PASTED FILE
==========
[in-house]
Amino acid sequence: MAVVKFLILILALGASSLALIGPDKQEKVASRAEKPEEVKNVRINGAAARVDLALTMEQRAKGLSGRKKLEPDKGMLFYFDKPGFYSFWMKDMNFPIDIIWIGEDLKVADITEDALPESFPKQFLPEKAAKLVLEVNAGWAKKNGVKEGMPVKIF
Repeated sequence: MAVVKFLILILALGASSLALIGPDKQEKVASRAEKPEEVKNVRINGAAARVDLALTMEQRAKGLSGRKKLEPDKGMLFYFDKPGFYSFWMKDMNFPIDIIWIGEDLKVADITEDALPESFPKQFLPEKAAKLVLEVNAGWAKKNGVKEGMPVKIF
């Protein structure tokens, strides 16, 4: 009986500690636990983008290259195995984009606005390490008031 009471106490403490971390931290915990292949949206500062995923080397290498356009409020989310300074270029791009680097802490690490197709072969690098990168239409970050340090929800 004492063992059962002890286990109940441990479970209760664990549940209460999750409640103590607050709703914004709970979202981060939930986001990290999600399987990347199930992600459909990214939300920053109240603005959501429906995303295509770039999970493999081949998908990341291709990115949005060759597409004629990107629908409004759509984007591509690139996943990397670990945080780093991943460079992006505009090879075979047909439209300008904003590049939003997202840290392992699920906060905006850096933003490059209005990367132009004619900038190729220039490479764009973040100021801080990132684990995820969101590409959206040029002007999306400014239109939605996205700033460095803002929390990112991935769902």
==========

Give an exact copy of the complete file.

[in-house]
Amino acid sequence: MAVVKFLILILALGASSLALIGPDKQEKVASRAEKPEEVKNVRINGAAARVDLALTMEQRAKGLSGRKKLEPDKGMLFYFDKPGFYSFWMKDMNFPIDIIWIGEDLKVADITEDALPESFPKQFLPEKAAKLVLEVNAGWAKKNGVKEGMPVKIF
Repeated sequence: MAVVKFLILILALGASSLALIGPDKQEKVASRAEKPEEVKNVRINGAAARVDLALTMEQRAKGLSGRKKLEPDKGMLFYFDKPGFYSFWMKDMNFPIDIIWIGEDLKVADITEDALPESFPKQFLPEKAAKLVLEVNAGWAKKNGVKEGMPVKIF
């Protein structure tokens, strides 16, 4: 009986500690636990983008290259195995984009606005390490008031 009471106490403490971390931290915990292949949206500062995923080397290498356009409020989310300074270029791009680097802490690490197709072969690098990168239409970050340090929800 004492063992059962002890286990109940441990479970209760664990549940209460999750409640103590607050709703914004709970979202981060939930986001990290999600399987990347199930992600459909990214939300920053109240603005959501429906995303295509770039999970493999081949998908990341291709990115949005060759597409004629990107629908409004759509984007591509690139996943990397670990945080780093991943460079992006505009090879075979047909439209300008904003590049939003997202840290392992699920906060905006850096933003490059209005990367132009004619900038190729220039490479764009973040100021801080990132684990995820969101590409959206040029002007999306400014239109939605996205700033460095803002929390990112991935769902």